The SBX had just been deployed and operational in 2007, and it performed three tests in March- the FTX-02, in May the FTG-03 and in September the FTG-03. In, two of the tests, the SBX achieved its objectives and the other test the target did not fly. On SBX’s last test in 2007 it achieved all of its mission objectives as it acquired, placed in precision track and discriminated threatening object, observed intercept of warhead by a U.S. interceptor. These tests are designed to push the thresholds of the systems and do naturally require adjusting and upgrades to the software. The report of 2007 statement does not take into account the future years beyond 2007 to include the SBX’s performance as the primary radar for the “Burnt Frost” toxic satellite shoot down the following year in 2008. It’s most recent test last June with a successful intercept FTG-06b, the SBX was the primary radar and other testing events. SBX has been a key sensor in all of the 13 world engagements it has been tasked to do over the past nine years. Over the history failed interceptor tests, the primary root causes have not been placed upon the SBX but on other elements of the system and test bed and in many of those fail to intercept tests the SBX performed its mission.
7. In a June 2014 test, an interceptor destroyed its target, but SBX’s “hit assessment” did not reach commanders in control of the system, according to a report by the Pentagon’s evaluation office. In an attack, an immediate and accurate hit assessment would be crucial.
The report by the Pentagon’s evaluation office for this June 2014 test stated that SBX correctly provided the “hit assessment” information to the Fire Control of the GMD system. The Ground Midcourse Fire Control (GFC) of the GMD System did not communicate the information to the commanders in control of the system at C2BMC. This would not be a fault or error of the SBX.
8. SBX was never based at its specially prepared Alaskan berth. In 2012, it was downgraded to “limited test support status.” In 2013, the radar sat idle in Pearl Harbor for more than eight months, records show.
During the SBX’s down time in 2013, it was undergoing USCG recertification, and scheduled maintenance of its thrusters that propel it through the ocean. All military ships and seaborne platforms undergo this kind extended maintenance time in port, including aircraft carriers, submarines, and destroyers. This does not mean these assets do not work properly or are not valued. In 2014, SBX spent 209 days at sea. It has been at sea for a total of 1841 days, averaging 205 days a year since its initial deployment.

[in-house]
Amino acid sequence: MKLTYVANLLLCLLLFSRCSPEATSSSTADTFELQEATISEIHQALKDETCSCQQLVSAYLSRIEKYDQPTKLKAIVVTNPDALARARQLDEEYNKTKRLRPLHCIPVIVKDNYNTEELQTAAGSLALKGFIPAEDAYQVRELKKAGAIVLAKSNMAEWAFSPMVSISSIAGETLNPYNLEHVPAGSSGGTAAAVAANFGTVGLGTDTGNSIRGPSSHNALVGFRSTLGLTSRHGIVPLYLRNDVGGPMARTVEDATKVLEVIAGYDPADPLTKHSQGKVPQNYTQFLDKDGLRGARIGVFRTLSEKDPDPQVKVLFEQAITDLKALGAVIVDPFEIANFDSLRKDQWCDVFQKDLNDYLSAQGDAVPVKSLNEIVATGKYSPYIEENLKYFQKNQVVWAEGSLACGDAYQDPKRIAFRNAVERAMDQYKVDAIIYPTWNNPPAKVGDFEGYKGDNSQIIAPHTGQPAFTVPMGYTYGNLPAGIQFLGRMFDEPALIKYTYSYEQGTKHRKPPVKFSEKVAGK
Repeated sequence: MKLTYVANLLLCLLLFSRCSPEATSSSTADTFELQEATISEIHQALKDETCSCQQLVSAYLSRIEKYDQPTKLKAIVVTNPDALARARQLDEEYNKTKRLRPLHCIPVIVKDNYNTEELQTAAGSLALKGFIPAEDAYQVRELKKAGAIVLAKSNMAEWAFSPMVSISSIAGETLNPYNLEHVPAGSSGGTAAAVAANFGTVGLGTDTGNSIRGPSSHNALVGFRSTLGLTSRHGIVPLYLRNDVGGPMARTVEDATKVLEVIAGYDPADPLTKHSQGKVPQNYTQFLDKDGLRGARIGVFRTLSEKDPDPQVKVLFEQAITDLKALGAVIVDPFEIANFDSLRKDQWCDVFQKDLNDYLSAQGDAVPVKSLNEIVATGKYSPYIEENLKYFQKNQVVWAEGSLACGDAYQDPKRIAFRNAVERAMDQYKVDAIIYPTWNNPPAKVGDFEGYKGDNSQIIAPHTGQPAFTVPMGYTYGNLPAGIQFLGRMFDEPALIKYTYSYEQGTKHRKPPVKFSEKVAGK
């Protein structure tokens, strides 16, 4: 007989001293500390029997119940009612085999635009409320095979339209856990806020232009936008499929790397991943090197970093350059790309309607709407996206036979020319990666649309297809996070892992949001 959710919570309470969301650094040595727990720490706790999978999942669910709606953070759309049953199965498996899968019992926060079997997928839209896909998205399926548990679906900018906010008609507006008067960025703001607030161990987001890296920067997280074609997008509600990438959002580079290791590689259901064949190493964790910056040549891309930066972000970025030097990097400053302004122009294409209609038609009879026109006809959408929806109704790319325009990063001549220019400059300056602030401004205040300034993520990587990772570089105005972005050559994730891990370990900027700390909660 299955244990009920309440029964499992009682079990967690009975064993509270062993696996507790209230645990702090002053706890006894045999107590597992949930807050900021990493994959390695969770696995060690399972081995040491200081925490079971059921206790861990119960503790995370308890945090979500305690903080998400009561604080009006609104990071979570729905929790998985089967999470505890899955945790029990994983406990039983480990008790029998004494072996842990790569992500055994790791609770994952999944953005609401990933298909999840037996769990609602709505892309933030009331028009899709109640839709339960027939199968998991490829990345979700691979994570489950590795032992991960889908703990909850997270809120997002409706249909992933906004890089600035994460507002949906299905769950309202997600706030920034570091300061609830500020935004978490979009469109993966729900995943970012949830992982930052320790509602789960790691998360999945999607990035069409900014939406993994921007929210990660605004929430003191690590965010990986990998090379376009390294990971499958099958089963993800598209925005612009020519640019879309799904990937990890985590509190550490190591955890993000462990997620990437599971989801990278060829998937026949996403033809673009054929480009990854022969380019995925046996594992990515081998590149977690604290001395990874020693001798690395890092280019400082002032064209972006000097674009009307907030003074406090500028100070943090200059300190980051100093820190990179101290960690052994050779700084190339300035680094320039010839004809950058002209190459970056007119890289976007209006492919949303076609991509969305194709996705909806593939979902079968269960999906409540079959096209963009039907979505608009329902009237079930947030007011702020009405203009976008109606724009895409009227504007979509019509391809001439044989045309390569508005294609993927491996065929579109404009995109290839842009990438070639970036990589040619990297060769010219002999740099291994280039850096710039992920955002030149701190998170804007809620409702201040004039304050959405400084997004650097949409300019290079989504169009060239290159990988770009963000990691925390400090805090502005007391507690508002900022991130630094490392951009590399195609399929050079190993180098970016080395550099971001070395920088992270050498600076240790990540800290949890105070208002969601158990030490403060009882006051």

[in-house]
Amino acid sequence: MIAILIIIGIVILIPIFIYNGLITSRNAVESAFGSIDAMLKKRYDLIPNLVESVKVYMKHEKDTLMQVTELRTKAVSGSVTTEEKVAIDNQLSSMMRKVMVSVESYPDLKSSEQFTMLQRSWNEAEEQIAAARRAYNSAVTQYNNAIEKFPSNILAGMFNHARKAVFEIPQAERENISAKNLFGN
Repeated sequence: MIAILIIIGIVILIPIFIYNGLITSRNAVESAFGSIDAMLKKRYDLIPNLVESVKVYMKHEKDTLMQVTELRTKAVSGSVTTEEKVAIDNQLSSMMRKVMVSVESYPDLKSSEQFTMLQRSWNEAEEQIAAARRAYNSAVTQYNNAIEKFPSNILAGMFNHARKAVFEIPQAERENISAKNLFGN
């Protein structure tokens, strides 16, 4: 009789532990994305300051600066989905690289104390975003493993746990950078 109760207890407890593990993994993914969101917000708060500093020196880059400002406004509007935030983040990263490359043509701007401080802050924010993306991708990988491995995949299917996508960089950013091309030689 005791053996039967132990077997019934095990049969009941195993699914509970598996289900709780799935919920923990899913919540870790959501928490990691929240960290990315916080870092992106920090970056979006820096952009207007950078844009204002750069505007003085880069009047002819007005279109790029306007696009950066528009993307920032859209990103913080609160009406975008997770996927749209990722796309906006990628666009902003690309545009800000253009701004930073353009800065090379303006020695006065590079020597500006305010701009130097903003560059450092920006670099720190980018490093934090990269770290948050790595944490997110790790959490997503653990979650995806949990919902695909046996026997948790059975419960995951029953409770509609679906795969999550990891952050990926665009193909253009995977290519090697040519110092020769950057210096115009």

Strategically, the Adak location was not the right decision for the permanent location for the immediate threat from North Korea. Moreover, Adak lacks adequate infrastructure support, and didn’t provide good access to testing events. Honolulu provided the ideal location for support and quick access to defend Hawaii, Guam and the western United States. It also provides easy access for test events in the Pacific that span from Hawaii to Kwajalein Atoll.
In the initial discussions prior to the decision to acquire the SBX, there were numerous studies for the most cost effective sensor for midcourse discrimination among land, air, space and sea platforms for the defense of the United States from North Korea. There were three main factors that the sensor had to perform; 1) Be an active critical operational element of the missile defense architecture, 2) have survivability against the threat, and 3) be used regularly in the infrastructure for the test bed for missile defense. There was not any better, or more cost effective sensor solution than the SBX for what its mission set is and what the SBX has done for the national security of the United States homeland and the development of U.S. missile defense systems.
The LA Times and its readership should have the opportunity to know from this “investigative” article is that the SBX is an absolutely critical asset to the confidence and reliability of the Ground Based Missile Defense system commanded by our NORTHCOM Commander to defend and protect the lives of citizens that live in Los Angeles, the western states, and Hawaii from the North Korean nuclear ballistic missile threat. The LA times should be advocating for increasing the SBX missile defense sensor discrimination capability and persistence in operations as the North Korean threat continues to modernize and evolve rather than misinform the public about the true, demonstrated capability of the SBX to help defend our way of life and our lives.
The SBX’s operational deployments out of Hawaii enhances the nation’s ability to defend the West Coast and Honolulu from North Korean nuclear ballistic missiles than if SBX had never been built or if it had been stationed in Adak. In the near future, the United States will have to acquire and deploy additional long-range midcourse discrimination radars for the Pacfic, allowing the NORTHCOM Commander the option to shift the SBX to the Atlantic waters off of the Northeastern United States in the event a new rogue state ballistic missile threat materializes from the East and Iran continues its long-range ballistic missile development and modernization
History has shown that our western most states and territories are often under the greatest threat, and we must ensure that history does not repeat itself.